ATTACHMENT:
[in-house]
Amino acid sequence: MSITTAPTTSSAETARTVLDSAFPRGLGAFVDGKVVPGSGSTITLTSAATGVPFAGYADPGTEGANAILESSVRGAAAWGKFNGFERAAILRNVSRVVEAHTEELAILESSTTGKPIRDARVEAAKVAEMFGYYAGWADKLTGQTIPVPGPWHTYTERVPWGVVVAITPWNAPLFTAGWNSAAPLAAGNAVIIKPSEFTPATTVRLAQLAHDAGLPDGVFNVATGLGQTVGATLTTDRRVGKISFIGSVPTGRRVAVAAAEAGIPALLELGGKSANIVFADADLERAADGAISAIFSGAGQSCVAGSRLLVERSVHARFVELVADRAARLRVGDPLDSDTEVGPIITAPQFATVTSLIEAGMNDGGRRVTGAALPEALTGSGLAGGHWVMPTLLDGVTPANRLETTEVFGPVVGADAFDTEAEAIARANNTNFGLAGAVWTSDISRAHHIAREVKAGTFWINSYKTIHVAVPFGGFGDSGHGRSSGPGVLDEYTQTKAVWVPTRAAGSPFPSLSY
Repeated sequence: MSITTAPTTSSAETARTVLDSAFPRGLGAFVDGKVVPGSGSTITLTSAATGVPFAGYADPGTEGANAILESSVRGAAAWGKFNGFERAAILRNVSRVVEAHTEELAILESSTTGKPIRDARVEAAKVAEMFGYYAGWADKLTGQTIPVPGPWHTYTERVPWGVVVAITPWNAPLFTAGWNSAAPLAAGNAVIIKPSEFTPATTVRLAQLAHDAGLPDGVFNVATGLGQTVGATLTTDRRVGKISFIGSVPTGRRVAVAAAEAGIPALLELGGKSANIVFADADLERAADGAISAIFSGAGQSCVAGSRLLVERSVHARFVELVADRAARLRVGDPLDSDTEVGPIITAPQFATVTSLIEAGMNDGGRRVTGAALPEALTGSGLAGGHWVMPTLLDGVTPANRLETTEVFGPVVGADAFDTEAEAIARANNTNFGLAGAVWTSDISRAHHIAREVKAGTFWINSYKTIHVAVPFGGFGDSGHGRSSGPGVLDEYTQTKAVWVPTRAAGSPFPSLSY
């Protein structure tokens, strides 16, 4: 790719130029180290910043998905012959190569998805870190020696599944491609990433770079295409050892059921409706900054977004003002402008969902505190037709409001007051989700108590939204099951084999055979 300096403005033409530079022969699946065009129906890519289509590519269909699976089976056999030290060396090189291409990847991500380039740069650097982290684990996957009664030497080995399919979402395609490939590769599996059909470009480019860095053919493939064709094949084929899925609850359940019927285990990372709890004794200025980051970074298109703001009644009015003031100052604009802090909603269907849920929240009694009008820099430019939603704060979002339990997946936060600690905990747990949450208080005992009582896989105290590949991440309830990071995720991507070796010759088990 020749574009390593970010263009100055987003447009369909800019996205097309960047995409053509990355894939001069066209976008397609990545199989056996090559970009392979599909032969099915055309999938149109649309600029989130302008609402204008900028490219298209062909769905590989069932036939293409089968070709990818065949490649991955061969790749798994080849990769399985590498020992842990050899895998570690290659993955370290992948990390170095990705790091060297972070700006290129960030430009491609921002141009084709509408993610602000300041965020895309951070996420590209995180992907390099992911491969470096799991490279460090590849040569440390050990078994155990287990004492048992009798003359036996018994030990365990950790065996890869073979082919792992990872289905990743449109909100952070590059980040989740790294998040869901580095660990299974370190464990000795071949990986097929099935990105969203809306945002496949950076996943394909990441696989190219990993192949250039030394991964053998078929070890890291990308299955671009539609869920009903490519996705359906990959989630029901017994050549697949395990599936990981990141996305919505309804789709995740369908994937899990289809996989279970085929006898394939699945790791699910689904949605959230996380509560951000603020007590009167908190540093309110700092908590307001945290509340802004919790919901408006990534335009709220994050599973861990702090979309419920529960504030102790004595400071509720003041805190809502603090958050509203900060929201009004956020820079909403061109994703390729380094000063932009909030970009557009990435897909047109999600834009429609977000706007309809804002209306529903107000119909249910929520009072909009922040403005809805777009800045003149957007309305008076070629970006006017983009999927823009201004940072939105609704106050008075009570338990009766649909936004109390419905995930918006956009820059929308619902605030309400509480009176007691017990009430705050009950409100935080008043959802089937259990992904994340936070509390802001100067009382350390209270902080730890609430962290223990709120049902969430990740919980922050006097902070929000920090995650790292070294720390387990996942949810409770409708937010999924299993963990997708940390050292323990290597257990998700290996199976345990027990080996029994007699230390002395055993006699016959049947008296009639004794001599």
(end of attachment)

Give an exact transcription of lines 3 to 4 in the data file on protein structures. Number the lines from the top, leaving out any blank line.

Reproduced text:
Repeated sequence: MSITTAPTTSSAETARTVLDSAFPRGLGAFVDGKVVPGSGSTITLTSAATGVPFAGYADPGTEGANAILESSVRGAAAWGKFNGFERAAILRNVSRVVEAHTEELAILESSTTGKPIRDARVEAAKVAEMFGYYAGWADKLTGQTIPVPGPWHTYTERVPWGVVVAITPWNAPLFTAGWNSAAPLAAGNAVIIKPSEFTPATTVRLAQLAHDAGLPDGVFNVATGLGQTVGATLTTDRRVGKISFIGSVPTGRRVAVAAAEAGIPALLELGGKSANIVFADADLERAADGAISAIFSGAGQSCVAGSRLLVERSVHARFVELVADRAARLRVGDPLDSDTEVGPIITAPQFATVTSLIEAGMNDGGRRVTGAALPEALTGSGLAGGHWVMPTLLDGVTPANRLETTEVFGPVVGADAFDTEAEAIARANNTNFGLAGAVWTSDISRAHHIAREVKAGTFWINSYKTIHVAVPFGGFGDSGHGRSSGPGVLDEYTQTKAVWVPTRAAGSPFPSLSY
């Protein structure tokens, strides 16, 4: 790719130029180290910043998905012959190569998805870190020696599944491609990433770079295409050892059921409706900054977004003002402008969902505190037709409001007051989700108590939204099951084999055979 300096403005033409530079022969699946065009129906890519289509590519269909699976089976056999030290060396090189291409990847991500380039740069650097982290684990996957009664030497080995399919979402395609490939590769599996059909470009480019860095053919493939064709094949084929899925609850359940019927285990990372709890004794200025980051970074298109703001009644009015003031100052604009802090909603269907849920929240009694009008820099430019939603704060979002339990997946936060600690905990747990949450208080005992009582896989105290590949991440309830990071995720991507070796010759088990 020749574009390593970010263009100055987003447009369909800019996205097309960047995409053509990355894939001069066209976008397609990545199989056996090559970009392979599909032969099915055309999938149109649309600029989130302008609402204008900028490219298209062909769905590989069932036939293409089968070709990818065949490649991955061969790749798994080849990769399985590498020992842990050899895998570690290659993955370290992948990390170095990705790091060297972070700006290129960030430009491609921002141009084709509408993610602000300041965020895309951070996420590209995180992907390099992911491969470096799991490279460090590849040569440390050990078994155990287990004492048992009798003359036996018994030990365990950790065996890869073979082919792992990872289905990743449109909100952070590059980040989740790294998040869901580095660990299974370190464990000795071949990986097929099935990105969203809306945002496949950076996943394909990441696989190219990993192949250039030394991964053998078929070890890291990308299955671009539609869920009903490519996705359906990959989630029901017994050549697949395990599936990981990141996305919505309804789709995740369908994937899990289809996989279970085929006898394939699945790791699910689904949605959230996380509560951000603020007590009167908190540093309110700092908590307001945290509340802004919790919901408006990534335009709220994050599973861990702090979309419920529960504030102790004595400071509720003041805190809502603090958050509203900060929201009004956020820079909403061109994703390729380094000063932009909030970009557009990435897909047109999600834009429609977000706007309809804002209306529903107000119909249910929520009072909009922040403005809805777009800045003149957007309305008076070629970006006017983009999927823009201004940072939105609704106050008075009570338990009766649909936004109390419905995930918006956009820059929308619902605030309400509480009176007691017990009430705050009950409100935080008043959802089937259990992904994340936070509390802001100067009382350390209270902080730890609430962290223990709120049902969430990740919980922050006097902070929000920090995650790292070294720390387990996942949810409770409708937010999924299993963990997708940390050292323990290597257990998700290996199976345990027990080996029994007699230390002395055993006699016959049947008296009639004794001599």